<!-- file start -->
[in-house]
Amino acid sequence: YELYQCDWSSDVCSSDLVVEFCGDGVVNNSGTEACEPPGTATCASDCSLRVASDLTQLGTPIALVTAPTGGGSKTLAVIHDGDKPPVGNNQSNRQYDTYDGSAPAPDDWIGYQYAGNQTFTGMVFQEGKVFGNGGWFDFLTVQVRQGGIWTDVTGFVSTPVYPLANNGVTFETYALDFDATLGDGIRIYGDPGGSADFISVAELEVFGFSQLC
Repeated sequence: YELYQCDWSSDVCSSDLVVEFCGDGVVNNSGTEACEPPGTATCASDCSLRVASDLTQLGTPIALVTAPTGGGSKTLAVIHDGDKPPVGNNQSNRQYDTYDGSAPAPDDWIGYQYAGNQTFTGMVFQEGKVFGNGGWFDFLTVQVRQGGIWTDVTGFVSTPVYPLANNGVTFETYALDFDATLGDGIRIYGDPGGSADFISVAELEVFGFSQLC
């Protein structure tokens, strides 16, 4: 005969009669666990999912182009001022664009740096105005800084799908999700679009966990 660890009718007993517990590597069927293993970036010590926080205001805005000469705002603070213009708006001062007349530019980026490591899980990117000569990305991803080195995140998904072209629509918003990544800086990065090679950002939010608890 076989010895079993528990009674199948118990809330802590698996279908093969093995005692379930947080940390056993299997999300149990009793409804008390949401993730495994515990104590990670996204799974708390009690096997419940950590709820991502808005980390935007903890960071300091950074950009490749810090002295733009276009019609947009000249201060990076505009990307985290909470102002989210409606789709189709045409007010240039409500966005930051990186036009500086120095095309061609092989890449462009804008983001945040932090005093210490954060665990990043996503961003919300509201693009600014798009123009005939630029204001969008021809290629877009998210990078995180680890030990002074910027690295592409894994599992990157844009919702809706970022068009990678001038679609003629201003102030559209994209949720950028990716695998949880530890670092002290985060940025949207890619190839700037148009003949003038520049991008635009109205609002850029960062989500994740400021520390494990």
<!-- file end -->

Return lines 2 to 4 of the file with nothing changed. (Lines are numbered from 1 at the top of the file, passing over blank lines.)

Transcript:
Amino acid sequence: YELYQCDWSSDVCSSDLVVEFCGDGVVNNSGTEACEPPGTATCASDCSLRVASDLTQLGTPIALVTAPTGGGSKTLAVIHDGDKPPVGNNQSNRQYDTYDGSAPAPDDWIGYQYAGNQTFTGMVFQEGKVFGNGGWFDFLTVQVRQGGIWTDVTGFVSTPVYPLANNGVTFETYALDFDATLGDGIRIYGDPGGSADFISVAELEVFGFSQLC
Repeated sequence: YELYQCDWSSDVCSSDLVVEFCGDGVVNNSGTEACEPPGTATCASDCSLRVASDLTQLGTPIALVTAPTGGGSKTLAVIHDGDKPPVGNNQSNRQYDTYDGSAPAPDDWIGYQYAGNQTFTGMVFQEGKVFGNGGWFDFLTVQVRQGGIWTDVTGFVSTPVYPLANNGVTFETYALDFDATLGDGIRIYGDPGGSADFISVAELEVFGFSQLC
């Protein structure tokens, strides 16, 4: 005969009669666990999912182009001022664009740096105005800084799908999700679009966990 660890009718007993517990590597069927293993970036010590926080205001805005000469705002603070213009708006001062007349530019980026490591899980990117000569990305991803080195995140998904072209629509918003990544800086990065090679950002939010608890 076989010895079993528990009674199948118990809330802590698996279908093969093995005692379930947080940390056993299997999300149990009793409804008390949401993730495994515990104590990670996204799974708390009690096997419940950590709820991502808005980390935007903890960071300091950074950009490749810090002295733009276009019609947009000249201060990076505009990307985290909470102002989210409606789709189709045409007010240039409500966005930051990186036009500086120095095309061609092989890449462009804008983001945040932090005093210490954060665990990043996503961003919300509201693009600014798009123009005939630029204001969008021809290629877009998210990078995180680890030990002074910027690295592409894994599992990157844009919702809706970022068009990678001038679609003629201003102030559209994209949720950028990716695998949880530890670092002290985060940025949207890619190839700037148009003949003038520049991008635009109205609002850029960062989500994740400021520390494990």